Creating a balance between breathing and viability: Experiences of well-being when living with chronic obstructive pulmonary disease2015In: Primary Health Care Research and Development, ISSN 1463-4236, E-ISSN 1477-1128, Vol. 16, no 1, p. 42-52Article in journal (Refereed)
    Abstract [en]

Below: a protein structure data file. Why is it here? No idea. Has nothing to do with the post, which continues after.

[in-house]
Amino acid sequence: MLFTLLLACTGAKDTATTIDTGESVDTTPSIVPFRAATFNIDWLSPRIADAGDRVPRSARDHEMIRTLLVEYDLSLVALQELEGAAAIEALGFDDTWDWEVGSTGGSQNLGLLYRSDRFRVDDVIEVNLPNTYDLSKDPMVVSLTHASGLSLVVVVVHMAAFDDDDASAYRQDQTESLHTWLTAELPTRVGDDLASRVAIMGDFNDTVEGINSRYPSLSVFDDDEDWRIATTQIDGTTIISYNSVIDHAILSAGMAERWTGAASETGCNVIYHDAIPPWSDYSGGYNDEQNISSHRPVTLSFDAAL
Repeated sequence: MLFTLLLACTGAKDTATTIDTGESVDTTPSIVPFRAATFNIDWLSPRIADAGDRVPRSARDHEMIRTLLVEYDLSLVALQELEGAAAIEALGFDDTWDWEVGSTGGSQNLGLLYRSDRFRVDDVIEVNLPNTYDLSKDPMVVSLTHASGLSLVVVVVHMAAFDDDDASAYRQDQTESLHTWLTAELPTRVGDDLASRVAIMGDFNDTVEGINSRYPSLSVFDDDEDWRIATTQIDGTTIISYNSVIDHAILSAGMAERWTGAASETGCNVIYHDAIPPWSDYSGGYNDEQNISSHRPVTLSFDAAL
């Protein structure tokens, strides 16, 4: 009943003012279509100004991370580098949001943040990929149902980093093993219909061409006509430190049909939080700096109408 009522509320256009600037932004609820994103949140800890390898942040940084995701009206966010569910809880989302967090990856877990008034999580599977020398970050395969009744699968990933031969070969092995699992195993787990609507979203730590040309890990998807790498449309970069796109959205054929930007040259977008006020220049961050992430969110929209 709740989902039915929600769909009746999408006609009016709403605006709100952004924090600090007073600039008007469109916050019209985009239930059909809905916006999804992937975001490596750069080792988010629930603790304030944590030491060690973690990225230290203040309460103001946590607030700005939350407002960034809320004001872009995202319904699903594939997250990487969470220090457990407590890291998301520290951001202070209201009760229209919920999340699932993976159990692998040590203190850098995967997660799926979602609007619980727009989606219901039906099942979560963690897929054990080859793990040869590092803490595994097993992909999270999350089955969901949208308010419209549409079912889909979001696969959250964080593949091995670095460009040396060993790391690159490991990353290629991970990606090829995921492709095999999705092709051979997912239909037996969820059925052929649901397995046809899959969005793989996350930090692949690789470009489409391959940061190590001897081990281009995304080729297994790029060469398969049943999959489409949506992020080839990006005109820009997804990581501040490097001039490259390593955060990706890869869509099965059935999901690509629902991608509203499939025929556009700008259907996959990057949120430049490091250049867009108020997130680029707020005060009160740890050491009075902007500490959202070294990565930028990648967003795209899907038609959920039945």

Aim To describe experiences of well-being among people with moderate to very severe chronic obstructive pulmonary disease (COPD). BACKGROUND: Living with COPD is related to a complex life situation, and quality of life (QOL) is shown to decrease because of respiratory symptoms and fatigue. However, studies describing well-being in COPD as a subjective description of QOL are rare. METHODS: Ten participants with moderate to very severe COPD from the Obstructive Lung Disease in Northern Sweden (OLIN) COPD study were interviewed about their experiences of well-being. A latent qualitative content analysis was used to analyse the data. Findings To achieve well-being despite breathlessness, the participants had to adapt to their limitations and live towards the future. They created a balance between breathing and viability by adjusting to a lifelong limitation, handling variations in illness, relying on self-capacity and accessibility to a trustful care. The participants adjusted to lifelong limitations through acceptance and replacement of former activities. They handled variations in illness by taking advantage of the good days and using emotional adaptation strategies. The participants relied on their own self-capacity, feeling that smoking cessation, physical activity and breathing fresh air increased their well-being. They requested accessibility to a trustful care and highlighted the need for continuous care relationships and access to medications. These findings can enhance health-care professionals' understanding of the possibilities for increased well-being for people living with COPD.